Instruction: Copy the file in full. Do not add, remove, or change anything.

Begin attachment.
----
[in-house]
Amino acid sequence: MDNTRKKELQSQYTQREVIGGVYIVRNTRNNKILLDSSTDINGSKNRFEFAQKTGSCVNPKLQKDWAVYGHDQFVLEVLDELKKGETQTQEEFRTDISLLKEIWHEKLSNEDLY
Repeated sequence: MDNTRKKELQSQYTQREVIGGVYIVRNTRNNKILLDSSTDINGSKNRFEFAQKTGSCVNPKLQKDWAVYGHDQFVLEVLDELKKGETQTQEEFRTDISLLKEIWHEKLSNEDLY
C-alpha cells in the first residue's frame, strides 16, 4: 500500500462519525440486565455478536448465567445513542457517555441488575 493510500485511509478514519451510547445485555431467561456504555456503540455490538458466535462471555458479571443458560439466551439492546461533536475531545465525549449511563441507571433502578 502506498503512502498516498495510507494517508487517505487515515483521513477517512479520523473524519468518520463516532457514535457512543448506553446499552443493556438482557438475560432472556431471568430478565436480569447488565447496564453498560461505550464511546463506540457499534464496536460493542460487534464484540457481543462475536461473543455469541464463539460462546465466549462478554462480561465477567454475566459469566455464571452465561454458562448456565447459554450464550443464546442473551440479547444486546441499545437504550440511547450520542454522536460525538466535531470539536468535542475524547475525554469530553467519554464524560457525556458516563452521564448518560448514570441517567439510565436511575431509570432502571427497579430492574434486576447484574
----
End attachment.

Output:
[in-house]
Amino acid sequence: MDNTRKKELQSQYTQREVIGGVYIVRNTRNNKILLDSSTDINGSKNRFEFAQKTGSCVNPKLQKDWAVYGHDQFVLEVLDELKKGETQTQEEFRTDISLLKEIWHEKLSNEDLY
Repeated sequence: MDNTRKKELQSQYTQREVIGGVYIVRNTRNNKILLDSSTDINGSKNRFEFAQKTGSCVNPKLQKDWAVYGHDQFVLEVLDELKKGETQTQEEFRTDISLLKEIWHEKLSNEDLY
C-alpha cells in the first residue's frame, strides 16, 4: 500500500462519525440486565455478536448465567445513542457517555441488575 493510500485511509478514519451510547445485555431467561456504555456503540455490538458466535462471555458479571443458560439466551439492546461533536475531545465525549449511563441507571433502578 502506498503512502498516498495510507494517508487517505487515515483521513477517512479520523473524519468518520463516532457514535457512543448506553446499552443493556438482557438475560432472556431471568430478565436480569447488565447496564453498560461505550464511546463506540457499534464496536460493542460487534464484540457481543462475536461473543455469541464463539460462546465466549462478554462480561465477567454475566459469566455464571452465561454458562448456565447459554450464550443464546442473551440479547444486546441499545437504550440511547450520542454522536460525538466535531470539536468535542475524547475525554469530553467519554464524560457525556458516563452521564448518560448514570441517567439510565436511575431509570432502571427497579430492574434486576447484574